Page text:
Five years ago…

After a week of controversy over the election vote, Bram Elias
and Andy Coulouris were officially named Michigan Student Assembly
president and vice president, respectively.

Due to 71 fraudulent votes cast in the election, the election
board held a partial revote that reaffirmed Elias’and
Coulouris’s victory.

“I’ve never been so proud to be a part of something
in my whole life,” Couloris said, after hearing about his
victory.

10 years ago…

Although James Duderstadt was named president of the University,
he was not the first choice for the position, according to a
recently released court files. After reviewing five finalists for
the position, the Board of Regents was prepared to offer the
position to Vartan Gregorian, president of the New York Public
Library in 1988.

Regent Deane Baker (R-Ann Arbor), however, made it clear he did
not support Gregorian.

After Baker made a phone call to Gregorian expressing his
disapproval, Gregorian withdrew his name from consideration,
leaving Duderstadt as the lone candidate.

“When Regent Paul Brown called to ask if I had made a
decision, I told him I did not want to go to a place where someone
was pledging guerilla warfare,” Gregorian said.

March 30, 1984

A simple and lighthearted game led to several incidents
involving the police at the University. “The Assasination
Game,” or “Killer” — a game in which each
player was assigned to “kill” another player with a toy
gun while being stalked by a third — was popular on
campus.

The game, however, had serious consequences when police were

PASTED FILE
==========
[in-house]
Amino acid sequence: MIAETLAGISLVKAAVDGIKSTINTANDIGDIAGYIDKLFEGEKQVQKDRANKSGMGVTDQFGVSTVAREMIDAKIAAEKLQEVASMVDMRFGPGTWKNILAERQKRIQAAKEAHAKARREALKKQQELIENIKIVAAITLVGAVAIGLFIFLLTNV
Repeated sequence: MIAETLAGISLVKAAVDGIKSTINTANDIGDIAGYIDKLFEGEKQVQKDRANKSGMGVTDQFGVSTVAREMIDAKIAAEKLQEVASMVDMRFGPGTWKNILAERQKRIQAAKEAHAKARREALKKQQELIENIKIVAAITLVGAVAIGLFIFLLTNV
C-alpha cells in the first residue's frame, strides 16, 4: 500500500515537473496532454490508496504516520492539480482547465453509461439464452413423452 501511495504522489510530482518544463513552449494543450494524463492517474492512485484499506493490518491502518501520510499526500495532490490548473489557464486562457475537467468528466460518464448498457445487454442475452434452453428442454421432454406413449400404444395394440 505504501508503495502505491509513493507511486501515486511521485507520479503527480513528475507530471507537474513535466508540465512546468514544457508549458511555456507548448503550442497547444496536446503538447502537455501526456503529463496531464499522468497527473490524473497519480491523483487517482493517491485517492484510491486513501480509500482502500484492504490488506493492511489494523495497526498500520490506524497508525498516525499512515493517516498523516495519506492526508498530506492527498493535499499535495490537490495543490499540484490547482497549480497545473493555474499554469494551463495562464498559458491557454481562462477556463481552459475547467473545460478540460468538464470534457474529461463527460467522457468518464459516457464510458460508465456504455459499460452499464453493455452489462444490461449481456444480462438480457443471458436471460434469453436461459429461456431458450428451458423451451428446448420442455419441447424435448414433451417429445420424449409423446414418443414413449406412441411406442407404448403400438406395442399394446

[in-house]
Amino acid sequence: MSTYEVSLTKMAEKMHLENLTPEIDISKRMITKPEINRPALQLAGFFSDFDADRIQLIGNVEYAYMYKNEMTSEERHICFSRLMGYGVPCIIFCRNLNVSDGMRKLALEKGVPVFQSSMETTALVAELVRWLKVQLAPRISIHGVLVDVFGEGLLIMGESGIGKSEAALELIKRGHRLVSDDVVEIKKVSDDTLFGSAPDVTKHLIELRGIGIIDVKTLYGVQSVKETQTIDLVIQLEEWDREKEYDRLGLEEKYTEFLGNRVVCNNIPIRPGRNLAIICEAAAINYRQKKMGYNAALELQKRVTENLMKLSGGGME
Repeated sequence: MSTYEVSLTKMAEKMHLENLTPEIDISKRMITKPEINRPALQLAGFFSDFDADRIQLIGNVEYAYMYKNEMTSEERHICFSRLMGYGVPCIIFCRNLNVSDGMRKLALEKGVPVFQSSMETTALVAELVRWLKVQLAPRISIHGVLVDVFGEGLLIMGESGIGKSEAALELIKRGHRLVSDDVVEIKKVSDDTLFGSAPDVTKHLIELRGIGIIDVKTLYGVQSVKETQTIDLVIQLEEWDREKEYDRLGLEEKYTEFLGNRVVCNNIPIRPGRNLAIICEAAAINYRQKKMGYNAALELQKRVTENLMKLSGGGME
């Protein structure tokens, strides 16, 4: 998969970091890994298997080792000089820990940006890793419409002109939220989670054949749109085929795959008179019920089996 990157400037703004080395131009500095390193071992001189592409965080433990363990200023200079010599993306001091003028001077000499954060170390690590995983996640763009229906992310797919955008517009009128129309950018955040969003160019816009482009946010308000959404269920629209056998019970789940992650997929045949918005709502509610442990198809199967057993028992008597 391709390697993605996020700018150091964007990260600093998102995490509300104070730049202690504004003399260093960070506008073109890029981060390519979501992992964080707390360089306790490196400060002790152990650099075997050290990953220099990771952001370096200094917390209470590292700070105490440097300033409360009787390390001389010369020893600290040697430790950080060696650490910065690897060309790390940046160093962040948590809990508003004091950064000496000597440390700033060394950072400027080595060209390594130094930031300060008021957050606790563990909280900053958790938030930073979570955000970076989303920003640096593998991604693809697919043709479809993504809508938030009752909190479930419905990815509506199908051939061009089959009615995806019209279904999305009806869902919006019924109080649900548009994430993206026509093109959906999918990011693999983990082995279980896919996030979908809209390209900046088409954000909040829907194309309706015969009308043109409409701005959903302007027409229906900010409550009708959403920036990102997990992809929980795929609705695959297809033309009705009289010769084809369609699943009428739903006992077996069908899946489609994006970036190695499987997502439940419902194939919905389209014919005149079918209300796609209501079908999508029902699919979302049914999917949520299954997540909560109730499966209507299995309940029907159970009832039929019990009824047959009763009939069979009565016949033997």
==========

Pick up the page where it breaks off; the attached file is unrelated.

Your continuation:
called on several occasions because observers thought the threat
was real. Students maintained the game was an innocent release of
tension, but University Housing Security Supervisor Fran Foster
said it was disruptive and promoted real violence.

Yet despite their objections, University officials said they
will still allow the game to be played. “It’s hard to
ban a game,” Vice President for Student Services Henry
Johnson said.

March 30, 1954

University President Harlan Hatcher postponed a decision on the
construction of the Student Activities Building on other pending
projects and finance restrictions. The proposed cost of the center
was $200,000 to $350,000.

March 31, 1953

A proposal to eliminate listings with racial or national origin
qualifications in the Office of Student Affairs off-campus housing
file was placed before the Student Legislature. According to the
proposal, only landlords who were willing to rent their housing
without any race or nationality qualifications would be listed with
the University.

April 2, 1946

Law student John Wilson described his involvement in the atomic
bomb mission over Japan. Wilson piloted the lead ship when the
atomic bomb was dropped over Hiroshima on August 6, 1945.

“By the time the bomb was dropped, our plane was 150 miles
from the target, but we could see the thick cloud of smoke that
rose from the explosion,” Wilson said.

April 2, 1983

A committee collected nearly 2,000 student signatures in a day
and a half to protest against The Michigan Daily. The petition
charged that the new editors were publishing articles that were
sensational with increased racial, gender and religious
tensions.

The petition accused the Daily of misquoting sources and
misrepresenting the news.

Brian Sher, head of the Committee for a Responsible Michigan
Daily, said the committee’s goal was to make the Daily
publicly admit to practicing irresponsible journalism.

“If a group this size comes to the Daily, they will have
to respond,” Sher said.

March 30, 1970

The Black Action Movement organized a class strike after the
University refused to adopt to any demands regarding improving the
climate for minorities on campus.

Among other things, BAM asked that the University establish a
Black Student Center in the community. BAM refused to acknowledge
any further negotiations until the University apologized for
releasing a media statement concerning previous meetings.

 

— Compiled by Daily Staff Reporter Melissa
Benton

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